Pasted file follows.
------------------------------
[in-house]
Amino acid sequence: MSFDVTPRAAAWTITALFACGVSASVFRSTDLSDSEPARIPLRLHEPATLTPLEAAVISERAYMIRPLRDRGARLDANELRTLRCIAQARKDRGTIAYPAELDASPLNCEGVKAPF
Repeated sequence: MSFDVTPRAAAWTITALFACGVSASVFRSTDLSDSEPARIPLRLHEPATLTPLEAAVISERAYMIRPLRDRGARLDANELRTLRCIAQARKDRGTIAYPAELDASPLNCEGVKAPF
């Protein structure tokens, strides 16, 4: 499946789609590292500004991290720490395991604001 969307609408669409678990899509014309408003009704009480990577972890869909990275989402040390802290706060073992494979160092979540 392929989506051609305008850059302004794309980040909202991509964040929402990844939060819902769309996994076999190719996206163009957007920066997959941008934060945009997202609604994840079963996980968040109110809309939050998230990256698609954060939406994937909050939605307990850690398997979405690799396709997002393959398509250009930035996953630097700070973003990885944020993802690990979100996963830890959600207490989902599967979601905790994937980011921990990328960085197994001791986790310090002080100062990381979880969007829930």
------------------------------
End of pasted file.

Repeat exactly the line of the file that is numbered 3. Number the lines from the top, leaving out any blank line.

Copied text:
Repeated sequence: MSFDVTPRAAAWTITALFACGVSASVFRSTDLSDSEPARIPLRLHEPATLTPLEAAVISERAYMIRPLRDRGARLDANELRTLRCIAQARKDRGTIAYPAELDASPLNCEGVKAPF